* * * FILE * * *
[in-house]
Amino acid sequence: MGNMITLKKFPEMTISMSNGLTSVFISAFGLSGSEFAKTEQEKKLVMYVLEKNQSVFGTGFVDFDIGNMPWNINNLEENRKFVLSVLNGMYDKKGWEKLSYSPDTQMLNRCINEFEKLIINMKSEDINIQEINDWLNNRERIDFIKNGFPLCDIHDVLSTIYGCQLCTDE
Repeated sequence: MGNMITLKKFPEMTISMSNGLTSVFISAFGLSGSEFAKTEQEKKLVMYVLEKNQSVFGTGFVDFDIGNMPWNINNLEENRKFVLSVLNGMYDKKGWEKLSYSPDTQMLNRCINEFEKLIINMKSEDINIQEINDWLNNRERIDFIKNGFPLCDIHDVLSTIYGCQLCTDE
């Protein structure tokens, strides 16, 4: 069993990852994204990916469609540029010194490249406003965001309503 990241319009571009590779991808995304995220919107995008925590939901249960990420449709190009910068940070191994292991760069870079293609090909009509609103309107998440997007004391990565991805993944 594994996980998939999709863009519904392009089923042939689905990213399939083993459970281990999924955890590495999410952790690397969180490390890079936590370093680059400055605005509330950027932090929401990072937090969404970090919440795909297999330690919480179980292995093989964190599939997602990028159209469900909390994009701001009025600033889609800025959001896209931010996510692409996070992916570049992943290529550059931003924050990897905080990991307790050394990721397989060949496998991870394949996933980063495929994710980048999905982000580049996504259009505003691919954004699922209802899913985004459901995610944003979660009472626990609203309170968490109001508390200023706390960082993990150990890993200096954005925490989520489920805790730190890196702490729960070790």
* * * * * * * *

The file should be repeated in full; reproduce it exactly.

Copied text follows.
[in-house]
Amino acid sequence: MGNMITLKKFPEMTISMSNGLTSVFISAFGLSGSEFAKTEQEKKLVMYVLEKNQSVFGTGFVDFDIGNMPWNINNLEENRKFVLSVLNGMYDKKGWEKLSYSPDTQMLNRCINEFEKLIINMKSEDINIQEINDWLNNRERIDFIKNGFPLCDIHDVLSTIYGCQLCTDE
Repeated sequence: MGNMITLKKFPEMTISMSNGLTSVFISAFGLSGSEFAKTEQEKKLVMYVLEKNQSVFGTGFVDFDIGNMPWNINNLEENRKFVLSVLNGMYDKKGWEKLSYSPDTQMLNRCINEFEKLIINMKSEDINIQEINDWLNNRERIDFIKNGFPLCDIHDVLSTIYGCQLCTDE
């Protein structure tokens, strides 16, 4: 069993990852994204990916469609540029010194490249406003965001309503 990241319009571009590779991808995304995220919107995008925590939901249960990420449709190009910068940070191994292991760069870079293609090909009509609103309107998440997007004391990565991805993944 594994996980998939999709863009519904392009089923042939689905990213399939083993459970281990999924955890590495999410952790690397969180490390890079936590370093680059400055605005509330950027932090929401990072937090969404970090919440795909297999330690919480179980292995093989964190599939997602990028159209469900909390994009701001009025600033889609800025959001896209931010996510692409996070992916570049992943290529550059931003924050990897905080990991307790050394990721397989060949496998991870394949996933980063495929994710980048999905982000580049996504259009505003691919954004699922209802899913985004459901995610944003979660009472626990609203309170968490109001508390200023706390960082993990150990890993200096954005925490989520489920805790730190890196702490729960070790």